Marking two weeks since Russia invaded Ukraine, a senior US Embassy official in Israel said Wednesday that Washington continues to support the Ukrainian government, but will stay on the sidelines — both militarily and in terms of evaluating negotiated peace terms.
In a briefing to reporters in Tel Aviv, the official said, “The United States stands in solidarity with and will continue to support the government and the people of Ukraine in the face of the Kremlin’s aggression,” adding that, “President [Vladimir] Putin and Foreign Minister [Sergey] Lavrov are directly responsible” for the war.
Prime Minister Naftali Bennett, in line with requests from Ukrainian President Volodymyr Zelensky, has taken an active role in mediating between Kyiv and Moscow. On Saturday, Bennett flew to meet Putin in the Russian capital and has spoken with with both leaders by phone several times since.
The embassy official said the US is supportive of all peace negotiations efforts, including the ongoing efforts led by Bennett.
On Tuesday, Zelensky said that Ukraine is cooling off on its demand to join NATO. A key Russian demand has been to ensure Ukraine does not join the international force.
Without naming NATO specifically, the embassy official responded to this development by reaffirming that “the US is supportive of a solution that Ukraine is supportive of because we’re backing the government of Ukraine and its people in its reaction to this unprovoked, premeditated war.”
According to an Axios report, the US will not pressure Ukraine regarding terms with Moscow.
The report said Putin is demanding the annexation of Crimea and independence for Donbas and communicated this position to Bennett, who shared it with Zelensky, French President Emmanuel Macron, German Chancellor Olaf Scholz, and US officials. It said the US is not pressuring Zelensky on whether or not to agree to relinquish sovereignty over the regions, contested since Russia first invaded them in 2014.
When asked by The Times of Israel if the US could recognize Russian sovereignty over Donbas and Crimea, the embassy source pointed to past US Eastern European policy.
“The US has a track record here with Baltic states, which after decades under Soviet rule emerged again as full states. We tend to act on principles, at least historically,” the official said, presumably referring to US non-recognition of the Soviet Union’s 1940 incorporation-by-force of Baltic states, and immediate support for their 1991 independence.
“It will be up to the leadership of Ukraine to determine what conditions might be acceptable or unacceptable,” said the embassy source, noting that the US does not force parties to join NATO.
When asked if there was a “red line” that Russia could cross that would prompt direct American military action, the official said that the US does not plan to join the “front lines of this war.”
“We’ve been clear that Russia must stop,” he said. “It’s also clear that, at present, the American people are not looking for US forces on the ground, on the front lines of this war.”
“But the people of Ukraine are doing outstanding jobs and defending themselves,” he added.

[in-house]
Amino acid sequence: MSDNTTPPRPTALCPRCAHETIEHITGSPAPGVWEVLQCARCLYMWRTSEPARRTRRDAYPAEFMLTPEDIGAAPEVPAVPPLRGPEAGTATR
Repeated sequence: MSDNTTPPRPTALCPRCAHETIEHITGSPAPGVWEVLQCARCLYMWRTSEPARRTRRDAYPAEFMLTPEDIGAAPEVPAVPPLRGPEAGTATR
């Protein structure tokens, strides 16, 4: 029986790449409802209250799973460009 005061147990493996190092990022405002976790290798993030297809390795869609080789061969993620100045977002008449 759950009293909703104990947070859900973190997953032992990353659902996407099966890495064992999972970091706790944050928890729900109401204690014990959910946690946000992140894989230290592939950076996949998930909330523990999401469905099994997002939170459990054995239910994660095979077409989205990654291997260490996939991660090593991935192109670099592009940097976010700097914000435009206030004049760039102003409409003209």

On Tuesday the Pentagon ruled out a deal to have Poland send Soviet-era MiG-29 fighter jets to Ukraine, because of fears that Russia would perceive it as NATO stepping into the war effort.
“The Pentagon has termed that proposal to be untenable. This revolves around the question of NATO’s direct engagement in direct hostilities,” the embassy official said.
The American official raised the specter of war crimes being committed, saying that “we don’t have all the evidence yet, but we certainly have things that raise concerns.”
“Ultimately war crimes need to be adjudicated, but there’s certainly been damage to civilian targets, infrastructure, people, and if those are proven to be deliberate, planned, targeted attacks, that’s when it becomes a war crime,” the official said.
While the International Criminal Court’s prosecutor has already announced an investigation into alleged war crimes in Ukraine dating back to 2013, neither the US, Russia, nor Ukraine are parties to the Rome Statute, which is the treaty that establishes jurisdiction by the court. Ukraine, however, can voluntarily accept the court’s authority over crimes committed in its territory.
On Tuesday, US President Joe Biden announced that the US would ban all Russian oil imports, an additional measure to individual sanctions and blocking much Russian access to the SWIFT banking system. The embassy official said sanctions imposed against Russia by the US and Western allies are “unprecedented” and that America would be happy to see Israel join the West in its effort.
“We would like to see our allies and partners imposing strong sanctions. Israel falls into the category of our allies and partners,” the embassy official said.
The official added, “Putin chose to start this war and the Russian Federation will be held accountable and bear the consequences of his actions.”
Last week, a senior Foreign Ministry official told The Times of Israel that there is currently no legal infrastructure in place that enables Israel to impose sanctions.
The American official declined to comment on Israel’s refusal to support a UN Security Council resolution condemning Russia, but thanked Israel for its efforts supporting and enlisting other signatories to the March 2 UN General Assembly condemnation.
Parallel to Ukraine, the official said that “there is an active conversation” between US and Israeli officials about the Iran deal currently being negotiated in Vienna.
“You saw that in evidence just two days ago when Foreign Minister Lapid and Secretary Blinken met in Latvia,” the source said.